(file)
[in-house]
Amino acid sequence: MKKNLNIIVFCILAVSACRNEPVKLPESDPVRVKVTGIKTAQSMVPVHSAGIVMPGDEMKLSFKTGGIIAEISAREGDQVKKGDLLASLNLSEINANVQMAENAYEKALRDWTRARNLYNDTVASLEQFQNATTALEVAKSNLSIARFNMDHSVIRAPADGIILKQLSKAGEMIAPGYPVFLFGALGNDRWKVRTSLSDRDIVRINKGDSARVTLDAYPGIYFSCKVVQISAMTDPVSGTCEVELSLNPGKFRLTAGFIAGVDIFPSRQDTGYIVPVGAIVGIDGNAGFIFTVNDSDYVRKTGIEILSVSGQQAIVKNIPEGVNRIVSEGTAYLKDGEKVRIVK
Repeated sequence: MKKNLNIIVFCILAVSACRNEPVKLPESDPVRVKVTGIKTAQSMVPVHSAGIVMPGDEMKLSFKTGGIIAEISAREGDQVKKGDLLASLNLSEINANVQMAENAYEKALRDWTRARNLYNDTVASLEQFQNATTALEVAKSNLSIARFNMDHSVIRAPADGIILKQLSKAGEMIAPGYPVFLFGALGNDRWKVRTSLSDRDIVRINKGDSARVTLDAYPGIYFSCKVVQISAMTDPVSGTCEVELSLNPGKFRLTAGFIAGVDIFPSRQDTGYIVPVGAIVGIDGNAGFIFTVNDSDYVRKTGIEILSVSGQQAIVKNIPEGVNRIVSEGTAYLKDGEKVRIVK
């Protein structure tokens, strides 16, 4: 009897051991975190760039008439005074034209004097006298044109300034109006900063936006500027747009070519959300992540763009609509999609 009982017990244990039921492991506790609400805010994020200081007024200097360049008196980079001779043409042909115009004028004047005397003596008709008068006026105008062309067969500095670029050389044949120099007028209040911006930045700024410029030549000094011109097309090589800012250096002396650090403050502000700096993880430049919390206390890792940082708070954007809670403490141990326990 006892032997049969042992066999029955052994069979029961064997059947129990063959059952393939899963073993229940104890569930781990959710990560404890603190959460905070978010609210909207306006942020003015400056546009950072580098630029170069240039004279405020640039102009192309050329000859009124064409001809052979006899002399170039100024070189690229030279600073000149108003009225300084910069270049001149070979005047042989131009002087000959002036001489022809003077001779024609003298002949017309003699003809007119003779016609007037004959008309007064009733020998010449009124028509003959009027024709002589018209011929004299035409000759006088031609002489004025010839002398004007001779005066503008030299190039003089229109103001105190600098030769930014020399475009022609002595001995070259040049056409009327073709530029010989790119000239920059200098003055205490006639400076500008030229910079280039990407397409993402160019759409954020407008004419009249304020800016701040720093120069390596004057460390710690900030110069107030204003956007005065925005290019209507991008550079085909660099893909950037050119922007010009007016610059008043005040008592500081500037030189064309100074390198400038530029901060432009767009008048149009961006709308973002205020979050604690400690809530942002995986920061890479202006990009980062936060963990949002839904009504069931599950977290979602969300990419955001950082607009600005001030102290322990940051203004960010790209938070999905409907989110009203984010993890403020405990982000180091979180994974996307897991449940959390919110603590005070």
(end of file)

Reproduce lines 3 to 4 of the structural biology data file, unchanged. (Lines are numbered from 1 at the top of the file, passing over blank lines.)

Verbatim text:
Repeated sequence: MKKNLNIIVFCILAVSACRNEPVKLPESDPVRVKVTGIKTAQSMVPVHSAGIVMPGDEMKLSFKTGGIIAEISAREGDQVKKGDLLASLNLSEINANVQMAENAYEKALRDWTRARNLYNDTVASLEQFQNATTALEVAKSNLSIARFNMDHSVIRAPADGIILKQLSKAGEMIAPGYPVFLFGALGNDRWKVRTSLSDRDIVRINKGDSARVTLDAYPGIYFSCKVVQISAMTDPVSGTCEVELSLNPGKFRLTAGFIAGVDIFPSRQDTGYIVPVGAIVGIDGNAGFIFTVNDSDYVRKTGIEILSVSGQQAIVKNIPEGVNRIVSEGTAYLKDGEKVRIVK
């Protein structure tokens, strides 16, 4: 009897051991975190760039008439005074034209004097006298044109300034109006900063936006500027747009070519959300992540763009609509999609 009982017990244990039921492991506790609400805010994020200081007024200097360049008196980079001779043409042909115009004028004047005397003596008709008068006026105008062309067969500095670029050389044949120099007028209040911006930045700024410029030549000094011109097309090589800012250096002396650090403050502000700096993880430049919390206390890792940082708070954007809670403490141990326990 006892032997049969042992066999029955052994069979029961064997059947129990063959059952393939899963073993229940104890569930781990959710990560404890603190959460905070978010609210909207306006942020003015400056546009950072580098630029170069240039004279405020640039102009192309050329000859009124064409001809052979006899002399170039100024070189690229030279600073000149108003009225300084910069270049001149070979005047042989131009002087000959002036001489022809003077001779024609003298002949017309003699003809007119003779016609007037004959008309007064009733020998010449009124028509003959009027024709002589018209011929004299035409000759006088031609002489004025010839002398004007001779005066503008030299190039003089229109103001105190600098030769930014020399475009022609002595001995070259040049056409009327073709530029010989790119000239920059200098003055205490006639400076500008030229910079280039990407397409993402160019759409954020407008004419009249304020800016701040720093120069390596004057460390710690900030110069107030204003956007005065925005290019209507991008550079085909660099893909950037050119922007010009007016610059008043005040008592500081500037030189064309100074390198400038530029901060432009767009008048149009961006709308973002205020979050604690400690809530942002995986920061890479202006990009980062936060963990949002839904009504069931599950977290979602969300990419955001950082607009600005001030102290322990940051203004960010790209938070999905409907989110009203984010993890403020405990982000180091979180994974996307897991449940959390919110603590005070």